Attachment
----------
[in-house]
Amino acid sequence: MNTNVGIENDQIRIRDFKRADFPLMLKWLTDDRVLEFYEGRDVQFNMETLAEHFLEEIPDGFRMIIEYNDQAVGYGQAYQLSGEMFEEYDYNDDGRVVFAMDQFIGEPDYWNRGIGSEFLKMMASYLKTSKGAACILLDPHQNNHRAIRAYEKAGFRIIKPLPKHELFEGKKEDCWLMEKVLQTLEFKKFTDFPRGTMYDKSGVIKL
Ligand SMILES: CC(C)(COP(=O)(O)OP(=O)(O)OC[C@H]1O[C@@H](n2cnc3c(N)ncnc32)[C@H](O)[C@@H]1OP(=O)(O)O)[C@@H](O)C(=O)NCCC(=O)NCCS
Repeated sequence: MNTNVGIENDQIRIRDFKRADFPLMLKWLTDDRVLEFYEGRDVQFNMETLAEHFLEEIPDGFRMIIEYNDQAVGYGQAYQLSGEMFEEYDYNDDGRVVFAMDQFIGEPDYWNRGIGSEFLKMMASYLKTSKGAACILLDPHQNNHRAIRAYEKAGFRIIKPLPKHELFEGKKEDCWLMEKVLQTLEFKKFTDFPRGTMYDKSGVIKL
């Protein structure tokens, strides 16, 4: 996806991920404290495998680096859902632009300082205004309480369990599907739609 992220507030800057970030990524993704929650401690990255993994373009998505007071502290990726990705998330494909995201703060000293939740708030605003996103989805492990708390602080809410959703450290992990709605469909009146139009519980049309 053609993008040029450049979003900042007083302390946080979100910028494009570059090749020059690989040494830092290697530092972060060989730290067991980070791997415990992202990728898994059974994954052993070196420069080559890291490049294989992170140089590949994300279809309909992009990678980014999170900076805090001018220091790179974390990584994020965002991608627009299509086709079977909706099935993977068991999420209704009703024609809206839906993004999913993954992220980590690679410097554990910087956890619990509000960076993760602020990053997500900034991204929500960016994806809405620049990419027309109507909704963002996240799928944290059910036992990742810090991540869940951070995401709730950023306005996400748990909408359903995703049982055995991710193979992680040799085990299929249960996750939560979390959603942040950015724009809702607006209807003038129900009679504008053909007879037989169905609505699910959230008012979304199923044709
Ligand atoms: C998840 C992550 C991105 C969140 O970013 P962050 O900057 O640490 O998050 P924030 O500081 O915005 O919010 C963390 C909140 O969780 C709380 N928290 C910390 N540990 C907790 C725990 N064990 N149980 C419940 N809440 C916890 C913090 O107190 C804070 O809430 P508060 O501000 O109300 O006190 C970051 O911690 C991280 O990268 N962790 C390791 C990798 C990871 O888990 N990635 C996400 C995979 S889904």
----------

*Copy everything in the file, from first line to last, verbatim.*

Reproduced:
[in-house]
Amino acid sequence: MNTNVGIENDQIRIRDFKRADFPLMLKWLTDDRVLEFYEGRDVQFNMETLAEHFLEEIPDGFRMIIEYNDQAVGYGQAYQLSGEMFEEYDYNDDGRVVFAMDQFIGEPDYWNRGIGSEFLKMMASYLKTSKGAACILLDPHQNNHRAIRAYEKAGFRIIKPLPKHELFEGKKEDCWLMEKVLQTLEFKKFTDFPRGTMYDKSGVIKL
Ligand SMILES: CC(C)(COP(=O)(O)OP(=O)(O)OC[C@H]1O[C@@H](n2cnc3c(N)ncnc32)[C@H](O)[C@@H]1OP(=O)(O)O)[C@@H](O)C(=O)NCCC(=O)NCCS
Repeated sequence: MNTNVGIENDQIRIRDFKRADFPLMLKWLTDDRVLEFYEGRDVQFNMETLAEHFLEEIPDGFRMIIEYNDQAVGYGQAYQLSGEMFEEYDYNDDGRVVFAMDQFIGEPDYWNRGIGSEFLKMMASYLKTSKGAACILLDPHQNNHRAIRAYEKAGFRIIKPLPKHELFEGKKEDCWLMEKVLQTLEFKKFTDFPRGTMYDKSGVIKL
């Protein structure tokens, strides 16, 4: 996806991920404290495998680096859902632009300082205004309480369990599907739609 992220507030800057970030990524993704929650401690990255993994373009998505007071502290990726990705998330494909995201703060000293939740708030605003996103989805492990708390602080809410959703450290992990709605469909009146139009519980049309 053609993008040029450049979003900042007083302390946080979100910028494009570059090749020059690989040494830092290697530092972060060989730290067991980070791997415990992202990728898994059974994954052993070196420069080559890291490049294989992170140089590949994300279809309909992009990678980014999170900076805090001018220091790179974390990584994020965002991608627009299509086709079977909706099935993977068991999420209704009703024609809206839906993004999913993954992220980590690679410097554990910087956890619990509000960076993760602020990053997500900034991204929500960016994806809405620049990419027309109507909704963002996240799928944290059910036992990742810090991540869940951070995401709730950023306005996400748990909408359903995703049982055995991710193979992680040799085990299929249960996750939560979390959603942040950015724009809702607006209807003038129900009679504008053909007879037989169905609505699910959230008012979304199923044709
Ligand atoms: C998840 C992550 C991105 C969140 O970013 P962050 O900057 O640490 O998050 P924030 O500081 O915005 O919010 C963390 C909140 O969780 C709380 N928290 C910390 N540990 C907790 C725990 N064990 N149980 C419940 N809440 C916890 C913090 O107190 C804070 O809430 P508060 O501000 O109300 O006190 C970051 O911690 C991280 O990268 N962790 C390791 C990798 C990871 O888990 N990635 C996400 C995979 S889904």